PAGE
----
Another view of the remains of a first century house that is preserved in the lower level of the Convent. Ken Dark believes that this might be the house in which Jesus grew up. Click on Image to Enlarge and/or Download.

The east side [on right side of image] of the structure originally had rock built walls, as this part of the house was built away from the naturally occurring rock cave.  The visible wall was rebuilt in the Crusader period but may incorporate remains of the first–century A.D. wall. (Dark, p. 56)

View of the entrance to the Sisters of Nazareth Convent where first century, Byzantine, and Crusader remains have been found and preserved in the lower level of the Convent.

Dark, Ken. “Has Jesus’ Nazareth House Been Found?” Biblical Archaeological Review 41, no. 2 (March/April 2015): 54–63, 72.

Images for Advent/Christmas

As many of you prepare for the Christmas Season you might be interested in the images that I have posted on places that are associated with the birth of Jesus:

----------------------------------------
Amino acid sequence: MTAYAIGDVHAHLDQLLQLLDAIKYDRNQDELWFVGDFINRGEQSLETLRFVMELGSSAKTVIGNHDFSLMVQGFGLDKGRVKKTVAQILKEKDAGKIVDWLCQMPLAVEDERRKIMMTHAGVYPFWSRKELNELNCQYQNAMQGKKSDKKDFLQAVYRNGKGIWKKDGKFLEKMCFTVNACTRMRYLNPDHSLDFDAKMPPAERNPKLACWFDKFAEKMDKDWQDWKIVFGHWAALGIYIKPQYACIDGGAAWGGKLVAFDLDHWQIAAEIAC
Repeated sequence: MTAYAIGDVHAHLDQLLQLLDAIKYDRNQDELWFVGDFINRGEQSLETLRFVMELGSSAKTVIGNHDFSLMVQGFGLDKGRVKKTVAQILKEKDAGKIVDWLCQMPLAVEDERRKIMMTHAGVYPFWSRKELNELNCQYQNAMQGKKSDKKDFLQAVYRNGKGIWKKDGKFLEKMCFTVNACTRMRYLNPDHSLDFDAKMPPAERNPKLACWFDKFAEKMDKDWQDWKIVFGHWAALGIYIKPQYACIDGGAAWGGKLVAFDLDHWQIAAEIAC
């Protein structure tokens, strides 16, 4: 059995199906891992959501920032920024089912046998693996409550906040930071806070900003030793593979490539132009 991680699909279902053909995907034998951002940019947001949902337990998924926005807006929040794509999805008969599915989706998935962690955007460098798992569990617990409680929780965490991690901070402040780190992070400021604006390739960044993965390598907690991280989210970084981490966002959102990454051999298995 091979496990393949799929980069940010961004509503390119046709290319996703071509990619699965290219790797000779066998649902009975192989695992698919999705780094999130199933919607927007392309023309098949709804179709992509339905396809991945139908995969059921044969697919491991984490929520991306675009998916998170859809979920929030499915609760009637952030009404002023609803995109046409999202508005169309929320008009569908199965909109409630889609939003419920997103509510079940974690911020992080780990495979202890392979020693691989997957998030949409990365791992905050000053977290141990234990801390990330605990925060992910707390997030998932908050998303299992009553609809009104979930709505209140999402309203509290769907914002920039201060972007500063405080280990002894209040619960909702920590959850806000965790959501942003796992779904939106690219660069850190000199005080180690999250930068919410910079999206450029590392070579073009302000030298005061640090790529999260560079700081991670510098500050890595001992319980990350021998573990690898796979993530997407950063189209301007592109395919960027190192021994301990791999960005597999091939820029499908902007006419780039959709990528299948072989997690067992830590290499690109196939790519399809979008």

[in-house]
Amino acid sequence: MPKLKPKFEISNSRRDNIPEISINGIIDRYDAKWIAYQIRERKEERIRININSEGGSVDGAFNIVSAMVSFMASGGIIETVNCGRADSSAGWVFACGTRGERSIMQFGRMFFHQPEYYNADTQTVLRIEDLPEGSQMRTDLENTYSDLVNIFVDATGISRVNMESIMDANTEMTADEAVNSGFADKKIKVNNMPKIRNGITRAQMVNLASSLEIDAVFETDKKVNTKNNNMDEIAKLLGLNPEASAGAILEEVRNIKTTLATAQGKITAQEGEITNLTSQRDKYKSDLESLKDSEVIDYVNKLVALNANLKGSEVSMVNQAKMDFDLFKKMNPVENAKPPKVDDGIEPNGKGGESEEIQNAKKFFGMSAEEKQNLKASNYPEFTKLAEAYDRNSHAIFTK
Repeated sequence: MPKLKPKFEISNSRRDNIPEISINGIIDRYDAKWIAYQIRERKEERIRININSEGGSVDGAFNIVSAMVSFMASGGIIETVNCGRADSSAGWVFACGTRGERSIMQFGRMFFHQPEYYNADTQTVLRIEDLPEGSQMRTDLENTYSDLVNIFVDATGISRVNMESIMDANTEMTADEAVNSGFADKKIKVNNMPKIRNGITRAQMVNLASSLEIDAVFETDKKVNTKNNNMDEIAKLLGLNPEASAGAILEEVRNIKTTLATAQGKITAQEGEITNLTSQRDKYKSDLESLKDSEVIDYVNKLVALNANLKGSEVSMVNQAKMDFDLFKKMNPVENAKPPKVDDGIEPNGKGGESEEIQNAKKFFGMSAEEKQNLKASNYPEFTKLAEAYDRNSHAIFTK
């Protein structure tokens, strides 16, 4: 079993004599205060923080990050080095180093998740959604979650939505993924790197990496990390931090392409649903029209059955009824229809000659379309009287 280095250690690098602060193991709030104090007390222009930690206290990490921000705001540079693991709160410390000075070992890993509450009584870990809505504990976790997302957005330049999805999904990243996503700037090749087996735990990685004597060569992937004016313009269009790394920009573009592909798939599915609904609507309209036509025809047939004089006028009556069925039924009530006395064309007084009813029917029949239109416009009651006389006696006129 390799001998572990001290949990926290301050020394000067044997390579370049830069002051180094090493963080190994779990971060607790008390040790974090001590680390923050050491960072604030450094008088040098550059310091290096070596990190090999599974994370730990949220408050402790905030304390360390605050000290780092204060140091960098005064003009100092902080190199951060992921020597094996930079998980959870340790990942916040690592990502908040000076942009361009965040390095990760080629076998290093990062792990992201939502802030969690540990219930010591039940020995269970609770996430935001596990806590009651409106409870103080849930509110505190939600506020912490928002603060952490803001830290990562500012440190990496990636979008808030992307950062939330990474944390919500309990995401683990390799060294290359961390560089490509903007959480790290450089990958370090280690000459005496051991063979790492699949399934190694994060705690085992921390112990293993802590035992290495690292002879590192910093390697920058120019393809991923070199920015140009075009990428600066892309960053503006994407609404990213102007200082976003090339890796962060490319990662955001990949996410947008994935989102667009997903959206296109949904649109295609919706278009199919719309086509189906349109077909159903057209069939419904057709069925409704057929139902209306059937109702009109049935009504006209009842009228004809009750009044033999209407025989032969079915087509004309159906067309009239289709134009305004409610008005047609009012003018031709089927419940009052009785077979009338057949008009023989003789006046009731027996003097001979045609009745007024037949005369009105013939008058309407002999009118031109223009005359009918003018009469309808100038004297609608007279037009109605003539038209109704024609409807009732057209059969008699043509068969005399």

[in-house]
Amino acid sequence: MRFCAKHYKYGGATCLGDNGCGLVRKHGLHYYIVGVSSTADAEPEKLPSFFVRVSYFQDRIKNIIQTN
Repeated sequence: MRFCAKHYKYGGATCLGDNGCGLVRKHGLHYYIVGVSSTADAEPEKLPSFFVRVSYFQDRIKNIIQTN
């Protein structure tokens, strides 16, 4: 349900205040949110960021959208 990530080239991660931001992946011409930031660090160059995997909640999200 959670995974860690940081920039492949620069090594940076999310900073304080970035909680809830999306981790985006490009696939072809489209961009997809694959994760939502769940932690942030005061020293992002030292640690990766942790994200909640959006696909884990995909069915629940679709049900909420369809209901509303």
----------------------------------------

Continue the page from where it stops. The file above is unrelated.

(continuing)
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View looking down into modern Nazareth
The Dome of the Church of the Annunciation is visible on the left
Click on Image to Enlarge and/or Download

20 images of Nazareth and the Church of the Annunciation.

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The Grotto in the Church of the Nativity in Bethlehem
The traditional site of the birth of Jesus
Click on Image to Enlarge and/or Download

32 images of Bethlehem and the Church of the Nativity.

These are high-resolution images, with commentary, that are available for you to download and use (without cost or obligation) in your personal PowerPoint presentations.